At the upcoming Quantified Self Global Conference we are excited to have Dr. Rosane Oliveira talking about her self-tracking experiments that she’s been conducting with her twin sister. This great talk will include explorations of genetic testing, metabolic biomarkers, gut microbiome and mobile monitoring of diet, weight, sleep, mood, and activity levels.
Lucky for us, we’ve already received a preview of sorts in the form of a wonderful talk Rosane presented at the Bay Area QS meetup group in March of 2012. Watch the video below and come prepared to learn more about what you Rosane was able to learn when she started tracking with her genetic double.
The Quantified Self Global Conference will be held in San Francisco on October 10th and 11th. Registration is now open. As with all our conferences our speakers are members of the community. We hope to see you there!
We’ve covered weight tracking here many times. It’s a very popular topic, and one of the easiest ways to get started with self-tracking. In this insightful talk from Matthew Ames we learn how weight tracking, in conjunction with diet and activity tracking, positively impact his weight loss and improved his fitness. (filmed at the Boston QS Meetup).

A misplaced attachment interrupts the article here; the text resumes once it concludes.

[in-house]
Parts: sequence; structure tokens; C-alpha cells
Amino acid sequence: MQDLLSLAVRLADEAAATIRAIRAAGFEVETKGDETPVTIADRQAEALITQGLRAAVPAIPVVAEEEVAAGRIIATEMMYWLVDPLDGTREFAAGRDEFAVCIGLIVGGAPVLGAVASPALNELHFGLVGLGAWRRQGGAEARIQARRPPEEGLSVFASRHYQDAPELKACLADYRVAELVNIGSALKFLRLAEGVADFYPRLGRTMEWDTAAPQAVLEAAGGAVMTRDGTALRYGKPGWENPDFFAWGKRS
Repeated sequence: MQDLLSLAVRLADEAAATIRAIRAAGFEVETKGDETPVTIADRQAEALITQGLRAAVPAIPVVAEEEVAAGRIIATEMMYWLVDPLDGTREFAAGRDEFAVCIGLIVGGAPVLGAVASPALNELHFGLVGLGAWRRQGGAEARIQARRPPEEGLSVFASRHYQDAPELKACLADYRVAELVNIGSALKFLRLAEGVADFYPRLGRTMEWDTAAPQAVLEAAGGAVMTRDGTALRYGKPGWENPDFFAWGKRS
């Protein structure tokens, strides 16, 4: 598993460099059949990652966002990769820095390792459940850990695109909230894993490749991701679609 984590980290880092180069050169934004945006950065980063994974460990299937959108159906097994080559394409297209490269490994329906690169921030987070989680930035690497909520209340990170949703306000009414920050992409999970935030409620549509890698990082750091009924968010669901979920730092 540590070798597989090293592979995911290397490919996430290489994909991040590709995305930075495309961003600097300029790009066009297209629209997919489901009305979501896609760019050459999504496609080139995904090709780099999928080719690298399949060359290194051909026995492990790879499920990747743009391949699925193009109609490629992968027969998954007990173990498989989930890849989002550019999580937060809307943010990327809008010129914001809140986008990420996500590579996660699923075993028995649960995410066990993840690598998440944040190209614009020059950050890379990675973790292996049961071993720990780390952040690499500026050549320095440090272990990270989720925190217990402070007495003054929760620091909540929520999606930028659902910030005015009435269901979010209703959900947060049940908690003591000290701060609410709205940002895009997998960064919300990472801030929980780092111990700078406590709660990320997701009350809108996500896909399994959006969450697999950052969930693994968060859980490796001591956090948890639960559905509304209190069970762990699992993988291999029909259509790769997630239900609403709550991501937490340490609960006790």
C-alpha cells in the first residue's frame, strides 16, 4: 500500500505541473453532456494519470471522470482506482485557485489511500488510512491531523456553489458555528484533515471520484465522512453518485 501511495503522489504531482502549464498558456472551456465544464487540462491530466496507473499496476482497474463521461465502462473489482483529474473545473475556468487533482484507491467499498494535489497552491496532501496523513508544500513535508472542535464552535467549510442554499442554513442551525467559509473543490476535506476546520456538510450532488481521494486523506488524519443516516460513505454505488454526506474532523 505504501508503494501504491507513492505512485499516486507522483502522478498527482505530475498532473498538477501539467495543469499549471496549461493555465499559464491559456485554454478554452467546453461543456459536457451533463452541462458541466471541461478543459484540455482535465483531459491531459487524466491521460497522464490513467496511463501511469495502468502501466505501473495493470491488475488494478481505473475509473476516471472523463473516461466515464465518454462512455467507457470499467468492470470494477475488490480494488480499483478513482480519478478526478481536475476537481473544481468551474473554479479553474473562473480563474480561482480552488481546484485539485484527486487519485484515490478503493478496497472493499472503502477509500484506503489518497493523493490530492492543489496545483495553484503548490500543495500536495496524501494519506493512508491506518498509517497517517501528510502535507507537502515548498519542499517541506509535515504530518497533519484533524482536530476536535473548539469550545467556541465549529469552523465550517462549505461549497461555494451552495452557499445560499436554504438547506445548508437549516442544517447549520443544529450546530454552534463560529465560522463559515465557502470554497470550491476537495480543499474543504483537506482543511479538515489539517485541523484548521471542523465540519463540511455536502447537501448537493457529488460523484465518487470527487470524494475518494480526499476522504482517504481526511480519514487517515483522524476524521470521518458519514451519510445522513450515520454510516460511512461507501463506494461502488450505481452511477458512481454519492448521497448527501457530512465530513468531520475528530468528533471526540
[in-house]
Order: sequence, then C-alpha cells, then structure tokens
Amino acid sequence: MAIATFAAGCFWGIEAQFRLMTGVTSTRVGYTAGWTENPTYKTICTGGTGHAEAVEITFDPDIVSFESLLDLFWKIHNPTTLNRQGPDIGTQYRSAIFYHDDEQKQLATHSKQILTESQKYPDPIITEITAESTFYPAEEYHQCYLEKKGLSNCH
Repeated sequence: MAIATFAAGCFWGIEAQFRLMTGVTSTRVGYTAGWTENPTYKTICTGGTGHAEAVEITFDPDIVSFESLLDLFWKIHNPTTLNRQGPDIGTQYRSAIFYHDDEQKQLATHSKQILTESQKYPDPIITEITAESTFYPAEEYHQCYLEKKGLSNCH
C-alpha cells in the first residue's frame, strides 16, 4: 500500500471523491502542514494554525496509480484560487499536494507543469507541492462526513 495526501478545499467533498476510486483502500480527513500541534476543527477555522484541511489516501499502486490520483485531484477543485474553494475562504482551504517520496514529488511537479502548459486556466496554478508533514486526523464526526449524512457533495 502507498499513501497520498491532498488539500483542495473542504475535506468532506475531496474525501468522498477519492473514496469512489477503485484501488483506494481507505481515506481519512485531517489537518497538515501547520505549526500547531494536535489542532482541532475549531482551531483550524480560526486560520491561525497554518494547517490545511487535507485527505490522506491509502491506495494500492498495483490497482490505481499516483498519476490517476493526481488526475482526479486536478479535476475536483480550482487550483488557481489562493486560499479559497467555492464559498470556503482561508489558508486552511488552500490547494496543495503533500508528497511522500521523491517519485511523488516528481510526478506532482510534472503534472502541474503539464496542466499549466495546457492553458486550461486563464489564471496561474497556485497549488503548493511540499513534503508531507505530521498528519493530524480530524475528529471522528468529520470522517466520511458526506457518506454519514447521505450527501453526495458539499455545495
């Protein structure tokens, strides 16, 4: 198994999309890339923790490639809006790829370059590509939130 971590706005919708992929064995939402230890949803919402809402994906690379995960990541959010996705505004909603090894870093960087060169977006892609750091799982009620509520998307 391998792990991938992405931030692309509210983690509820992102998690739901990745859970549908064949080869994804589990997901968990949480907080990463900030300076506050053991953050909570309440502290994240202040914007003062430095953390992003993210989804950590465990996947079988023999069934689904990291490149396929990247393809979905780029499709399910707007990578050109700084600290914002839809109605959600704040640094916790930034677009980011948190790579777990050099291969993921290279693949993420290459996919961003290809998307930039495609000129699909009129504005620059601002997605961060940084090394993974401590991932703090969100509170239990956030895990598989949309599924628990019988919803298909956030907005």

John Schrom is a data scientist, graduate student, and avid self-tracker. After taking a look at his historical weight data he decided to dig a bit deeper into the story. Luckily, in addition to collecting his weight (via a Withings scale), he’s also been using Foursquare to collect his geolocation history. With these two data sources in hand he asked himself, “What kind of places do I visit when I’m gaining or losing weight?” Watch this great talk talk recored at the Bay Area QS Meetup to learn how he used association rule mining to explore his data, and what he found. When you’re done with the video make sure to go and read his excellent write-up here.